Protein is an essential part of all people’s diets. It’s the building block for much of the tissue in our bodies and is essential for our continued function. However, working out how much protein we actually need to consume is where it can become tricky, especially for athletes.
For everyday consumption for the standard population, guidelines are around 0.8g/kg body mass. When injured, it’s wise to increase this a bit as you often require more protein for the greater turnover and development of particular tissues (road rash for example).
For athletes, the number is a bit more difficult to determine. The Academy of Nutrition and Dietetics, Dietitians of Canada and the American College of Sports Medicine recommend 1.2-2.0g/kg for athletic populations. This makes sense because, as an athlete, you generally have a greater muscle mass, are recovering from training and rebuilding damaged tissue at a muscular level, or are trying to increase muscle mass, therefore greater protein intake is required. This recommended amount is based primarily on strength athletes, such as rugby players and power lifters – populations who certainly look more muscular than the traditional ‘skinny’ cyclist.
Indeed, the recommendation for endurance athletes is at the much lower end of 1.2-1.4g/kg. However, during a study looking into protein consumption of one team of Tour de France competitors, the daily intake was 3.3g/kg, higher even than the Ineos (then Sky) target of 2-2.5g/kg. The reason for this is that, during multi-day events with great physiological stress, the body is constantly either in need of protein for recovering and rebuilding after the damage encountered from the racing.
There are other reasons behind this though. Each rider burned on average 5415kcal a day, significantly more than the average competitive cyclist will consume a day, even during a hard training block. To reach this energy intake so as to achieve energy balance and high energy availability, the riders eat A LOT! Most of this energy came primarily through carbohydrates (avg 12.5g/kg or 872g/day) so as to fuel the exercise and replenish muscle glycogen. But alongside their bowls of porridge, piles of pasta etc there was most likely yogurt, meats, cheeses and beans etc so as to provide not just protein but also flavour. Another outcome to bear in mind when eating so many carb sources is that a lot of them also contain protein. Rice has 4g for every 100g cooked, oats have 16.9g per 100g raw and pasta has on average 5g per 100g cooked. It’s easy to see how the protein amounts rack up!
Another way protein is consumed is through recovery drinks. It’s quick, it’s easy and, when time is of the essence, this is vital for professional athletes. But do we all need them? They’re not the cheapest things and other homemade options that are easily available can be just as effective. Chocolate milk is a longstanding recommendation for carbs and protein post training. However, the dairy/lactose in this can make it difficult to digest quickly for a lot of people, even those without intolerances, so maybe not the best option if time is of the essence. Scrambled eggs on toast works well, ~6g protein per egg and plenty of carbs in the bread. For a vegan alternative, baked beans or mushy peas have ~20g per tin as well as being packed with carbs. The benefit of eggs and other animal sources of proteins is that they are more complete proteins (containing either more or all of the amino acids required) and are also more bioavailable. Vegetable sources of protein are not as readily absorbed by the body so have to be eaten in greater quantities to get a usable quantity of the macro/micronutrients into the system.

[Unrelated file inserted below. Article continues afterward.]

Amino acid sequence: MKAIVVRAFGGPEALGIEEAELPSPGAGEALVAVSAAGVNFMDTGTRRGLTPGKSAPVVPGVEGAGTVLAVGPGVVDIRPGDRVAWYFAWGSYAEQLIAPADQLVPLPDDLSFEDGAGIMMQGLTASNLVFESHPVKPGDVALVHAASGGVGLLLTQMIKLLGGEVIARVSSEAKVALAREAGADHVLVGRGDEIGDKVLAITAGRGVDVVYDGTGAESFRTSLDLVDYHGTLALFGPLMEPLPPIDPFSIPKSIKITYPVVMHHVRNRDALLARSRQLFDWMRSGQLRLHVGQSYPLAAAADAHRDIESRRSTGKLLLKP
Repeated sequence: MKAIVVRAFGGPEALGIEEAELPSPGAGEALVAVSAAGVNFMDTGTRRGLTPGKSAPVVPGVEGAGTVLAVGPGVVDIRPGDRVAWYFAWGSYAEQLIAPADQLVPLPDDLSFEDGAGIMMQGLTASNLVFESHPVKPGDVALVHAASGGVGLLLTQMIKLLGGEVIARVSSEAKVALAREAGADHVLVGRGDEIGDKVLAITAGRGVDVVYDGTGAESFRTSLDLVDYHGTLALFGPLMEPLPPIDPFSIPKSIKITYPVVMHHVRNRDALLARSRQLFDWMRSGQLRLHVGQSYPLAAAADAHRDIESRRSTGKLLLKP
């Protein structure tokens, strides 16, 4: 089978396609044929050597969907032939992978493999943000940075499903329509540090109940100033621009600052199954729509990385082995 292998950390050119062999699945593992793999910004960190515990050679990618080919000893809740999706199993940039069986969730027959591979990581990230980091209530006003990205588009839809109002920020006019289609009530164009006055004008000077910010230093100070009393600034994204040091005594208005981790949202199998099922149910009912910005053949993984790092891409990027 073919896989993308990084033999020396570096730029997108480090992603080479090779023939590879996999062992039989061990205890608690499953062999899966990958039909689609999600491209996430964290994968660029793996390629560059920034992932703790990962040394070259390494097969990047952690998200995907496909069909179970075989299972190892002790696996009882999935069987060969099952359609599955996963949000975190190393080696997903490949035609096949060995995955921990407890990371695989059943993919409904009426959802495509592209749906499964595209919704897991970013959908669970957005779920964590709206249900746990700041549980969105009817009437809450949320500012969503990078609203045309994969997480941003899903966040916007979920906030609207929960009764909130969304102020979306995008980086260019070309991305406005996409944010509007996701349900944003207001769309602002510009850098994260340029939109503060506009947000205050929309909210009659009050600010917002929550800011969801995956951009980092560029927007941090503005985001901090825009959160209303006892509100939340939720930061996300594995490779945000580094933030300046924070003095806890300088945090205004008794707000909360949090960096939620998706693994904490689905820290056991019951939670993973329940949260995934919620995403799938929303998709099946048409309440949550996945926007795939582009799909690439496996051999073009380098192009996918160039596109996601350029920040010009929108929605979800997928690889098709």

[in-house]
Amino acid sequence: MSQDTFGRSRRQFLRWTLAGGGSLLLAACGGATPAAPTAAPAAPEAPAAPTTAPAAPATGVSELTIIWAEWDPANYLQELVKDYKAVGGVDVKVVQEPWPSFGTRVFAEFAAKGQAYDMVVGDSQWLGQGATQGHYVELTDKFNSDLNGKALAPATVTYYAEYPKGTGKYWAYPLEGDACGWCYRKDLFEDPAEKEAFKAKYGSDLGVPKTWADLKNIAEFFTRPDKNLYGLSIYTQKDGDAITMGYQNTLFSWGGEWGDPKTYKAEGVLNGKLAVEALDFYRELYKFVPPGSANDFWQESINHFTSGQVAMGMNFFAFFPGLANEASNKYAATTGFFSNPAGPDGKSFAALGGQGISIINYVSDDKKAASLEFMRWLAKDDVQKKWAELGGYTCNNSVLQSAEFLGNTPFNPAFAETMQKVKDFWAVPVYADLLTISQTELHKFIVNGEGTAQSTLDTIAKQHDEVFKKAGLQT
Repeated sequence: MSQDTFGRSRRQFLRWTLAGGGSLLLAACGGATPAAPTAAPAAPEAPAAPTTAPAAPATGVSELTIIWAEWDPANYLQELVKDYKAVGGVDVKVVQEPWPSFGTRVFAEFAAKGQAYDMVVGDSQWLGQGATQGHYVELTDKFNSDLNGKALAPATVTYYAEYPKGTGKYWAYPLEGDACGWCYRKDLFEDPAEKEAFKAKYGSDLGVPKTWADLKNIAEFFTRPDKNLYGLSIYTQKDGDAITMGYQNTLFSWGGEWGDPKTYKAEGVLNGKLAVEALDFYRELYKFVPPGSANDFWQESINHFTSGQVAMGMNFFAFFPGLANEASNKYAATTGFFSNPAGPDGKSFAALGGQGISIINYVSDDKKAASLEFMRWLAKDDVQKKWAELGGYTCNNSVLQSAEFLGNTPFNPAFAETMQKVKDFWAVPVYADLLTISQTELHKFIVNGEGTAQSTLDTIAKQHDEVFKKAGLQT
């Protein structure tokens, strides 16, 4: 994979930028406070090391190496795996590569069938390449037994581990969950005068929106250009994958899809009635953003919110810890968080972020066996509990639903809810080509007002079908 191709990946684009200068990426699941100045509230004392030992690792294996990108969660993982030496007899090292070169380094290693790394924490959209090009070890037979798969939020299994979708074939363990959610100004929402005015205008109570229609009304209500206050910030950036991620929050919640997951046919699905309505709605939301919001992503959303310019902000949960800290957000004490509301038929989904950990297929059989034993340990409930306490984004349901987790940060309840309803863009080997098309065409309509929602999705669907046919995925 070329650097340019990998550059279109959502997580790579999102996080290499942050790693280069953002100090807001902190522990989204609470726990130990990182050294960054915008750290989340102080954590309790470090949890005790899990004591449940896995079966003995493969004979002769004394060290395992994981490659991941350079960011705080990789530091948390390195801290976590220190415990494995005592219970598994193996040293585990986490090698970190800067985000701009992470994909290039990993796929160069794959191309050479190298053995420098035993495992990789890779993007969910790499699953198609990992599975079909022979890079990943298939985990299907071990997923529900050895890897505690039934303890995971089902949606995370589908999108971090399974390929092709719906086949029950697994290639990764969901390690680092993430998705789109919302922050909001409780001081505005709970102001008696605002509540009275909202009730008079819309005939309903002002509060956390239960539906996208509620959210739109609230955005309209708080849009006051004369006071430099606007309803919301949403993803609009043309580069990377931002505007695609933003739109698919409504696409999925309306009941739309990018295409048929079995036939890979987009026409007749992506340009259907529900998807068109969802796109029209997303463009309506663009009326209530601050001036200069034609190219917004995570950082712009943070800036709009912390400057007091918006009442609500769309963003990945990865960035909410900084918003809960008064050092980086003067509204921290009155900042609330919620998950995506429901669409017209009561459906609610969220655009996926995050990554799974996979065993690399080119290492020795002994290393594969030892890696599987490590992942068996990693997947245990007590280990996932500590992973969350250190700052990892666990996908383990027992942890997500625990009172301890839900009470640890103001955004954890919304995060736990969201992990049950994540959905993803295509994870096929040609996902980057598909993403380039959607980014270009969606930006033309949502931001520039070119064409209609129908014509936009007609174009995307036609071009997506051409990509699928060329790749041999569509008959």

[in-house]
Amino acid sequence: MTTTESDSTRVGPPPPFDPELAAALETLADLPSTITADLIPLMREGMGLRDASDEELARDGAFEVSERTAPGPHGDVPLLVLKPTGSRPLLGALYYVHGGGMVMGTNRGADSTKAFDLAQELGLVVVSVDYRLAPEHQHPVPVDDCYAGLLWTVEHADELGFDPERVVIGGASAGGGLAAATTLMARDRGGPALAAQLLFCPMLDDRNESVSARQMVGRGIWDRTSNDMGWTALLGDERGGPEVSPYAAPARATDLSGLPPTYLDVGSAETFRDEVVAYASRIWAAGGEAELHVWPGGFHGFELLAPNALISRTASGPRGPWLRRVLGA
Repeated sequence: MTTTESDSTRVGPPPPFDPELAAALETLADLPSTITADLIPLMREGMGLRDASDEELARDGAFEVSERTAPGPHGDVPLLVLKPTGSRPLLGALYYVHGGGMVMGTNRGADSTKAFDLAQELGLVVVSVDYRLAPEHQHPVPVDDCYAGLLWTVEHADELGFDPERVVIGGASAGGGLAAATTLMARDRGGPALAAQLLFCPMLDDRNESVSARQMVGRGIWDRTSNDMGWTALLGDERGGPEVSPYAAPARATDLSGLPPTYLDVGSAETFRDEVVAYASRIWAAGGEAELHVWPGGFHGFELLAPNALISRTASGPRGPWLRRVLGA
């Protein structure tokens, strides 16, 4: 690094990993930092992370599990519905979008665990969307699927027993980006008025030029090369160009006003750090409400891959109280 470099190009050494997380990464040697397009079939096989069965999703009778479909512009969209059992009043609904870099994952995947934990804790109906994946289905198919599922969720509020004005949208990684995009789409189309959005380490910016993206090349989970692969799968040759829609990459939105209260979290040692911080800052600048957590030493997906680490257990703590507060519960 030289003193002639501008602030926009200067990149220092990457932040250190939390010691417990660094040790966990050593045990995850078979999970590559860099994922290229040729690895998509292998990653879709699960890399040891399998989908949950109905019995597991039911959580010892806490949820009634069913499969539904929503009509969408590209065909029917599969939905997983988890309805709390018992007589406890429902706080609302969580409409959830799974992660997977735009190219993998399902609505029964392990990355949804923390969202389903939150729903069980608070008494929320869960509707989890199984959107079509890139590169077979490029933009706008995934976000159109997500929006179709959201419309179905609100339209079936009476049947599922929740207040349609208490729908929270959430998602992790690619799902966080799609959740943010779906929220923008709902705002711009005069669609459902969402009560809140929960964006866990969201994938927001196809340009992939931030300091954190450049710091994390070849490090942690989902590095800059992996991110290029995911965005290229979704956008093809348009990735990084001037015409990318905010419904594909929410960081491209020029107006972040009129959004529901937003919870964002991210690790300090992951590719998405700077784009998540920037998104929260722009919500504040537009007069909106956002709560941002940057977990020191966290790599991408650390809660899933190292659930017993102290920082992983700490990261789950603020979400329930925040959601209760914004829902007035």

Another important consideration is: do you really need added protein? A lot of food sources have good levels of protein in them already and, if you’re a meat eater, the likelihood is that you’re eating more than you need in some sittings. For example, a packet of ready-cooked chicken contains ~40g of protein per pack. As well as that, you’ve maybe had some carb sources, cheese etc already and that adds another 10-20g. It’s better to consume smaller quantities of protein more regularly throughout the day in 20-30g amounts. However for vegetarians and vegans, more protein is often required due to the bioavailability of the protein in those foods and the lack of complete protein food sources (foods that contains all essential amino acids). This essentially means that for say every 20g of protein consumed, not all of that will be processable by the body and used.
Finally, when is the best time to consume the protein? It’s a good idea to include it in your breakfast, which also helps with satiety, but don’t consume too much too close to a training session as protein takes longer to digest and process, so can leave you feeling nauseous. During training, protein isn’t essential and you’d be better off focusing on carb intake. As you train, blood is taken away from the gastrointestinal tract so digestion is compromised. That’s why it’s easier to consume gels than a slice of wholemeal bread when exercising. Focus on protein intake once you’ve finished your training session. A good rule of thumb is 20g within an hour of exercise being completed and then 20g every couple of hours throughout the rest of the day. Before bed is also a good time to consume protein as this gives your body the essential supplies needed for repairing and rebuilding tissue as you sleep. Sleep quality can also be improved if you don’t go to bed feeling hungry.
To summarise, for most athletes (not those competing in a Grand Tour!) the daily intake of protein can probably be in the 1.2-2g/kg range, depending on how much you’re training and if you’re doing S&C work as well. Eat little and often throughout the day rather than big bulk sittings, be mindful of how much protein is in the foods you eat, and prioritise protein around training, not during training.